Can Alzheimer's go into a remission of sorts?

3 answers | Last updated: Oct 21, 2016
Avislove asked...

Is it possible for a person diagnosed with Alzheimer's to go into a remission? Recalling multiple past events and hobbies previously not spoken of for months. If it is a remission is this going to last or a sign further deterioration is on the way?

Expert Answers

Dennis Fortier, MA, MBA, is the president and CEO of Medical Care Corporation, a neuroinformatics company that develops assessment technologies, enabling physicians to objectively evaluate memory and other cognitive functions in their patients. Fortier also authors the widely followed Brain Today blog, writing about advances in brain health, memory loss, and Alzheimer's disease.

To answer this question, I think it is important to appreciate the following important aspect of Alzheimer's disease; most patients with Alzheimer's disease also have other medical conditions that can contribute to impaired thinking. This means that the patient's memory, judgment, and verbal abilities may be diminished by a combination of effects from Alzheimer's disease and from other conditions.

If an Alzheimer's patient demonstrates a sudden improvement, it usually indicates that something has changed. It might be some aspect of the patient's environment has improved, for example a relationship or housing arrangement, or it might mean, that some other medical condition has been resolved.

A partial list of common medical conditions known to impair thinking includes: diabetes, anxiety,drug use (prescription as well as over the counter), small silent strokes, depression, urinary tract infection, thyroid imbalance, and vitamin B12 deficiency.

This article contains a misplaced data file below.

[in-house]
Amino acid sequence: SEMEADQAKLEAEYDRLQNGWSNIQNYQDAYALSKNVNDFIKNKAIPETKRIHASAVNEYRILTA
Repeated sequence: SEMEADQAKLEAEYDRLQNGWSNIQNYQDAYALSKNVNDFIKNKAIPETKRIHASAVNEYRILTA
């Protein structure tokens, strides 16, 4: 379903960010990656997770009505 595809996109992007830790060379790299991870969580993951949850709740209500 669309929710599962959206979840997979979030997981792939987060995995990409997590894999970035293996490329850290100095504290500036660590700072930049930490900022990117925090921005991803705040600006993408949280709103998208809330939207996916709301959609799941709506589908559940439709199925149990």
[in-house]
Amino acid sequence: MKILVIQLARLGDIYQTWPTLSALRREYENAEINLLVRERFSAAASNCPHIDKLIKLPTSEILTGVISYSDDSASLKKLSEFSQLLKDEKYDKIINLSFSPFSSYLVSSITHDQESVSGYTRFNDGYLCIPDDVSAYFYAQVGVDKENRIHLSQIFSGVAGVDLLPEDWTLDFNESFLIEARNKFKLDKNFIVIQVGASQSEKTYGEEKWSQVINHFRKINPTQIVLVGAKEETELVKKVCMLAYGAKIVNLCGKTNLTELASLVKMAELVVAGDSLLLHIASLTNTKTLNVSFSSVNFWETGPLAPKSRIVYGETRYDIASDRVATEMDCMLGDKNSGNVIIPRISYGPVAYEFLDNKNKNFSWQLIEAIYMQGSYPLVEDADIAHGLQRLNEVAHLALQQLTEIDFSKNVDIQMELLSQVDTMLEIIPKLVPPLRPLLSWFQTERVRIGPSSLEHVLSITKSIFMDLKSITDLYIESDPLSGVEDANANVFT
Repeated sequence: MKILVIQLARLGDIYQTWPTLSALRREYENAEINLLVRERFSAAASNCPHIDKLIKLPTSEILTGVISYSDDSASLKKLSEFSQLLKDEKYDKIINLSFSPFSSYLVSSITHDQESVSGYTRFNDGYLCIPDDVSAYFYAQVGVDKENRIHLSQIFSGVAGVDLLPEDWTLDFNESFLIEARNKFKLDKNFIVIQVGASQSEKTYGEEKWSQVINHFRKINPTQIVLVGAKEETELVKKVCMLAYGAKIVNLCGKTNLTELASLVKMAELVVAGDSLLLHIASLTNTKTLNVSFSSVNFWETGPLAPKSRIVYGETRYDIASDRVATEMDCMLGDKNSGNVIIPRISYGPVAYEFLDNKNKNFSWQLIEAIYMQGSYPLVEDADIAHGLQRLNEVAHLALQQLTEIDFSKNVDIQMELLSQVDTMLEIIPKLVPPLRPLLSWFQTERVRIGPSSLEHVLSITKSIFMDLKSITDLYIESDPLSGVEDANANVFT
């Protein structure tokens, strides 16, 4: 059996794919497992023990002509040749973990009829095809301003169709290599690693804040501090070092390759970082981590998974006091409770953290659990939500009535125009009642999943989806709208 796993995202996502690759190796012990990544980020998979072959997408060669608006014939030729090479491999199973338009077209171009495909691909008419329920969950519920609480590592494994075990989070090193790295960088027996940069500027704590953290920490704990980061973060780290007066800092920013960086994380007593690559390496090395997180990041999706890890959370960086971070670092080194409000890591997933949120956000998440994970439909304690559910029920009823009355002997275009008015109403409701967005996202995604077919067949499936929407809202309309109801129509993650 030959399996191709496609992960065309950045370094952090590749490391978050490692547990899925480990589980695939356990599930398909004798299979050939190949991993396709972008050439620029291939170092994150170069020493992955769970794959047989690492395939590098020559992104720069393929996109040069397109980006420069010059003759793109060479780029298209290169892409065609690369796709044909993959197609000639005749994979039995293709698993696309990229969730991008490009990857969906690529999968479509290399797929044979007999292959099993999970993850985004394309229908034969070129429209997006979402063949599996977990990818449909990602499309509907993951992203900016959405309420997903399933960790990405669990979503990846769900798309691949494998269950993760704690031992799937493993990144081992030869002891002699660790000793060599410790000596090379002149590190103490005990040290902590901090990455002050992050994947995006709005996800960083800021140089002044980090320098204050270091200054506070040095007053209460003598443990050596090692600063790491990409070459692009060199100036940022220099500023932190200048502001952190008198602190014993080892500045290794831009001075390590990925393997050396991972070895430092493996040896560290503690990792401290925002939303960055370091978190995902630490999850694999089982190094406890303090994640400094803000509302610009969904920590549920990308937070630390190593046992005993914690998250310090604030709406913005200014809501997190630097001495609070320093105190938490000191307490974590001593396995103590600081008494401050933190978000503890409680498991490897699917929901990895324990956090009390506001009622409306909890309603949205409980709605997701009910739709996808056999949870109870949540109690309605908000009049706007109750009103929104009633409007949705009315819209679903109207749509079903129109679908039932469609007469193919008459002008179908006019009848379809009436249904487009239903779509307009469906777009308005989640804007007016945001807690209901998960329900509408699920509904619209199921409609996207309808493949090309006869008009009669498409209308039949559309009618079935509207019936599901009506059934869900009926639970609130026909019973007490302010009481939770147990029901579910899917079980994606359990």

In some instances, fluctuations in memory and verbal abilities do precede further decline but it really depends on what is causing the fluctuation. I am not aware of any evidence suggesting that Alzheimer's disease, as it is currently understood, goes into remission. It seems to advance progressively, albeit at different rates with different people, and is not known to reverse course.

Community Answers

Frena answered...

if someone i was caring for was said to have Alzheimer's (which, by the way, too many people do not realize is a default diagnosis. that is, when everything else findable has NOT been found, then by default you must have Alzheimer's, which has NO findable evidence so far, just outer behaviors) and that Alzheimer's patient showed a marked improvement, i would urge the family to get them back for a further and more accurate diagnosis. sudden improvements are not normal to the pattern of Alzheimer's, but they suggest that something helpable is actually going on in this person. that said, many people said to have Alzheimer's actually never even had the full Alzheimer's workup. so they could actually have had any of about 20 fixable, helpable, adjustable conditions. some doctors are still telling family that someone has Alzheimer's when all they was fail the Mini-Mental which only establishes memory problems, not diagnosis. so i encourage you to get this person to a good doctor. it's looking good for a better diagnosis of something maybe treatable. good luck and congratulations on asking a wonderfully sensible question

Rita smith answered...

Our mother showed sudden improvement after she recently fell and suffered mild head trauma. I am wondering if anyone else has seen this effect, albeit only temporary? I hypothesize that the impact may have loosened some plaque or improved the synapses connections in the brain.